Do the Planck voltage and the Planck current have a natural physical interpretation in classical general relativity?

Most Planck units are a product of powers of all three of $\hbar$, $c$, and $G$, so we will not be able to fully understand their physical significance until we have a full theory of quantum gravity. But some of them are only powers of one or two of those three quantities, and we should be able to understand those units in a simpler physical regime. For example, the Planck charge $\sqrt{\hbar c}$ (under Lorentz-Heaviside conventions) sets the natural scale for the coupling constants of a relativistic quantum field theory in a non-dynamical $(3+1)$-dimensional spacetime (and indeed, at low energies the Standard Model's coupling constants are all within an order of magnitude or so of this charge scale).

Other examples are the Planck force $c^4/G$, the Planck power $c^5/G$, the Planck voltage $c^2/\sqrt{G}$, and the Planck current $c^3/\sqrt{G}$. These quantities are just powers of $c$ and $G$, so they should have an interpretation within completely classical general relativity. Indeed, as the Wikipedia page explains, the Planck force sets the scale of the gravitational force between any two Schwarzchild black holes (regardless of their masses) whose event horizons just touch, and also sets the scale for the effective gravitational forces that spacetime curvature induces on matter.

The physical significance of the Planck voltage and the Planck current in classical GR is less clear to me. In what sense do they set the natural scales for voltage and current in GR?

Two guesses, which seem to be in a similar spirit as the physical interpretation of the other Planck units, is that the effective current circulating around the equator of any Kerr-Newman black hole is on the order of the Planck current, and that the Planck voltage is the largest possible voltage difference before the electrostatic energy self-gravitation causes the system to collapse into a Reisser-Nordstrom black hole. (But those are basically just wild guesses.)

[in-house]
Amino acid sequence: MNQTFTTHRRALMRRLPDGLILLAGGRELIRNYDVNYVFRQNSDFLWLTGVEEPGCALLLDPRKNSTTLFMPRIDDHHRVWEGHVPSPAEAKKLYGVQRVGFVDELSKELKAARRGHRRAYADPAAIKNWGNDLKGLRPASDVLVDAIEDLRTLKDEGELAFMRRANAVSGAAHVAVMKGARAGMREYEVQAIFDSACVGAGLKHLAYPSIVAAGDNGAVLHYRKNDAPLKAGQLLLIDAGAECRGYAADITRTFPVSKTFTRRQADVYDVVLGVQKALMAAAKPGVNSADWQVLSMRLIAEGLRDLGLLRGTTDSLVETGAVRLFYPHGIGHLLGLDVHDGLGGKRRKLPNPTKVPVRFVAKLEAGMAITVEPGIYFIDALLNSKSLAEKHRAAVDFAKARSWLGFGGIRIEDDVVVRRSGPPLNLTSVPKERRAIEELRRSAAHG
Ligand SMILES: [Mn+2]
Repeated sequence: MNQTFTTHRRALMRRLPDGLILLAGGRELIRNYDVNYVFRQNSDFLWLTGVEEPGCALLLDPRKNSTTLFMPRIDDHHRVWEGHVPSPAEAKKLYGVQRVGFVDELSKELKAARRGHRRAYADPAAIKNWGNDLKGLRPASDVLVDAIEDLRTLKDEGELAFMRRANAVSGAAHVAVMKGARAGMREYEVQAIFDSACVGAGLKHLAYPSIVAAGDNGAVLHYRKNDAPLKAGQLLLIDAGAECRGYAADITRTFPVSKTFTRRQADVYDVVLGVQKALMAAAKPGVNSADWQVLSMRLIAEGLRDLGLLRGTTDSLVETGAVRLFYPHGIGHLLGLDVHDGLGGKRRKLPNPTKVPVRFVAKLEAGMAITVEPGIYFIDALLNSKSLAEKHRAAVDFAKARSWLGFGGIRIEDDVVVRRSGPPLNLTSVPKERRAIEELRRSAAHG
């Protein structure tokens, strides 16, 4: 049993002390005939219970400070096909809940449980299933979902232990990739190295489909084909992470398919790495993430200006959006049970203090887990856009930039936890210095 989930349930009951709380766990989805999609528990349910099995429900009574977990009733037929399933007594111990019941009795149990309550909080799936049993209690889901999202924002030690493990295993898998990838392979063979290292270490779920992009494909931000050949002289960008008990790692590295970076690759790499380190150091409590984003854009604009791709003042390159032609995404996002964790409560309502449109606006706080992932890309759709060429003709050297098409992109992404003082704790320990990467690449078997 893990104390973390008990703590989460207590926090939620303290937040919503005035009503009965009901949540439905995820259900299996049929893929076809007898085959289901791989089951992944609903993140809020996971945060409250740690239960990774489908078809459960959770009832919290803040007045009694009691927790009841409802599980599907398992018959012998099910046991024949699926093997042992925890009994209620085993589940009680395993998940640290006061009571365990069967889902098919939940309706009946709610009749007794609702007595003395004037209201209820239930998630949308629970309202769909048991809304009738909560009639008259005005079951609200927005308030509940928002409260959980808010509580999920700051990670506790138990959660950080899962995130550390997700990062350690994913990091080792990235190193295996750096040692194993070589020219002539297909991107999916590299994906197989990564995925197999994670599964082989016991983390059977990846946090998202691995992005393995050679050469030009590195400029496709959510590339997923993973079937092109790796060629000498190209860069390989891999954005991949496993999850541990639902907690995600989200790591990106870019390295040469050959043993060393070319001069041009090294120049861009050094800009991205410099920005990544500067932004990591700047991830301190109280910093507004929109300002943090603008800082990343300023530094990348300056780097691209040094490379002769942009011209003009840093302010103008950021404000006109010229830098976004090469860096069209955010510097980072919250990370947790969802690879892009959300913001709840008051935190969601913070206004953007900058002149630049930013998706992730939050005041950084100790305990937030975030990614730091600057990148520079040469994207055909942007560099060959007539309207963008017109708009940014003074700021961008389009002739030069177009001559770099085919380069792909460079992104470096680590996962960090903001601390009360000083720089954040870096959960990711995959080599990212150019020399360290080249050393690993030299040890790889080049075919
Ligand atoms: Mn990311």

• "These quantities are just powers of c and G so they should have an interpretation within completely classical general relativity" - While this is certainly possible (and even likely based on the magnitudes), there is no sufficient logic in this statement to guarantee that it is true. For example, the origin of G is unknown and may be related to quantum phenonena. – safesphere Dec 3 '17 at 3:15
• I wonder if the interpretation of the black hole horizon as a membrane satisfying Ohm’s law with a surface resistivity of ρ = 4π ≈ 377 Ω is related. Not sure, since apparently it's non relativistic Ohm’s law. Interesting question, though. – Rexcirus Dec 3 '17 at 8:41
• +1: for planck charge & voltage - I hadn't come across them before. – Mozibur Ullah Dec 3 '17 at 13:34
• @Rexcirus That's not the surface resistivity of a BH, but rather the surface resistance. And it might be more relativistic than you suspect, because if you stop setting $c = 1$ then it's actually $R = 4 \pi / c = 377\, \Omega$ :-). As suggested by the lack of a $G$, that value is actually just the flat-spacetime impedance of free space and is not particular to black holes. – tparker Dec 3 '17 at 19:12